Earth mostly is made up of building blocks that formed in the habitable zone or nearby, but all of its water came from material forming past the snow line.

Once we understand how Earth acquired its water and became a habitable planet, we can apply this knowledge to computer models and test how terrestrial planets form in other environments to see whether our solar system is the exception or the role.


What these experiments demonstrate is that the terrestrial planets in our solar system - Mercury, Venus, Earth, and Mars - are part of a continuum that can appear in various shapes and sizes.


These simulations of possible planet systems indicate that every conceivable combination is out there and probably some we cannot imagine. Some planets in a star's habitable zone will be dry, but most will contain at least some water while others may be water-rich. In one simulation, a planet 3.8 times the mass of the Earth with 40 times as much water was the only terrestrial planet to form around its star, on an orbit very similar to that of the Earth around the sun.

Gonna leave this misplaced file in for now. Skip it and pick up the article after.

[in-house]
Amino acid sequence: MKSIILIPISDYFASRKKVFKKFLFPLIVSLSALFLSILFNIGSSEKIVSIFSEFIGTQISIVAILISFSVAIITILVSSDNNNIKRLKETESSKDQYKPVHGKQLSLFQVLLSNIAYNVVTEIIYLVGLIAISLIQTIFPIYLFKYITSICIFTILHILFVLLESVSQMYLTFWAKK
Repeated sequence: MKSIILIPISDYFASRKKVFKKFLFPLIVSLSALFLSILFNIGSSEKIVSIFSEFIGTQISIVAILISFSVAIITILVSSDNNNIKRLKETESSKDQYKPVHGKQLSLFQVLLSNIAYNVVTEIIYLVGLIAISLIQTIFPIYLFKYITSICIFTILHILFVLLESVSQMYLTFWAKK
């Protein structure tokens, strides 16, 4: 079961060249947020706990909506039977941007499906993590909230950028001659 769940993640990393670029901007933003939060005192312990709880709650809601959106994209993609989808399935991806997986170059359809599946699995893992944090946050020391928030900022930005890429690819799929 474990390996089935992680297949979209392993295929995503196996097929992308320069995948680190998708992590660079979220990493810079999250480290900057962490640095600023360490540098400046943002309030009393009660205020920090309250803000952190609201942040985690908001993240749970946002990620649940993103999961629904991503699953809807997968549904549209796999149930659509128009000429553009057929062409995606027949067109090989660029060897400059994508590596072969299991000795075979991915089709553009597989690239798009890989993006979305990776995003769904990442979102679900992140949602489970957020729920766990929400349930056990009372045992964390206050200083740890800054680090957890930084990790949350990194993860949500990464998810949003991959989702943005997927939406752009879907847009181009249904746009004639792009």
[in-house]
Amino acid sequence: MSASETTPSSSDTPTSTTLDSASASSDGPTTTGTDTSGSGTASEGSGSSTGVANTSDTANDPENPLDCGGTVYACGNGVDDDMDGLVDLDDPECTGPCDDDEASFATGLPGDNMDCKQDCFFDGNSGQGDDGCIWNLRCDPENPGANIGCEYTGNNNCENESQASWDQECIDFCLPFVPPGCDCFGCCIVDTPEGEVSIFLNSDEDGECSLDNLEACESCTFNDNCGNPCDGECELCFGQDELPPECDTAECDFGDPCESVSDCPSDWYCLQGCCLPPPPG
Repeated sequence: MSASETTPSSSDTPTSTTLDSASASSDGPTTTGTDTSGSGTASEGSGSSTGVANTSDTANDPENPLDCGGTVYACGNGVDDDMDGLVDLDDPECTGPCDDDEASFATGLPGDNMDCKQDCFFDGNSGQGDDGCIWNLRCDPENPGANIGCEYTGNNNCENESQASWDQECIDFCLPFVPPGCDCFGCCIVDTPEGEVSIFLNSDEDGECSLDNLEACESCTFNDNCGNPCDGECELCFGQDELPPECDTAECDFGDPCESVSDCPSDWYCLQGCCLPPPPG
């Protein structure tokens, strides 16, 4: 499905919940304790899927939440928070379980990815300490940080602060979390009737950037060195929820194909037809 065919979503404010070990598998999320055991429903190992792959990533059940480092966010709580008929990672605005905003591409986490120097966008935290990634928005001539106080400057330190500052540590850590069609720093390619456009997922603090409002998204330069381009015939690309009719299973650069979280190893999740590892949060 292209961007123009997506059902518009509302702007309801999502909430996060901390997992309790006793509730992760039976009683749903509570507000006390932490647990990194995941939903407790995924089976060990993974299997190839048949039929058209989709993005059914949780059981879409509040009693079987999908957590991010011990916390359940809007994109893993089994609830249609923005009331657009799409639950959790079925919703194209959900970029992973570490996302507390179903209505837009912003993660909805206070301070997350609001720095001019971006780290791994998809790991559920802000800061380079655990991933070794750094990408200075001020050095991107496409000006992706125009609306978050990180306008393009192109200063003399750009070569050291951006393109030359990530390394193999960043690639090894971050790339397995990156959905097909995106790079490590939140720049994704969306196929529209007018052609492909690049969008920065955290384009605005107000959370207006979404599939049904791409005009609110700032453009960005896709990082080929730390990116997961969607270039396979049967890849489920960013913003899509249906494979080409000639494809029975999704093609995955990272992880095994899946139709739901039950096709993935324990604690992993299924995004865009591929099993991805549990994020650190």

The surface of such a planet would be covered with a global ocean many miles deep with no land in sight.


The chance that life could exist in such a place is not well understood because this type of environment is completely foreign to our solar system, but the possible existence of these "water worlds" is very exciting, and could provide ideas for budding science fiction writers.

Planets form in the habitable zone under a variety of conditions.


If the creation of planets like the Earth can happen in so many different environments, then it is likely that Earth-like planets will prove to be relatively common in the galaxy, although it probably will be a long time before observations can confirm or reject this.

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Are We Alone in the Universe?
In Conversation with Paul Davies and Phillip Adams


from MoreBigQuestions Website


Phillip: Human language is daunted by the scale of the cosmic enterprise. Words fail us when we gaze up at the stars and try to contemplate their significance - and our insignificance.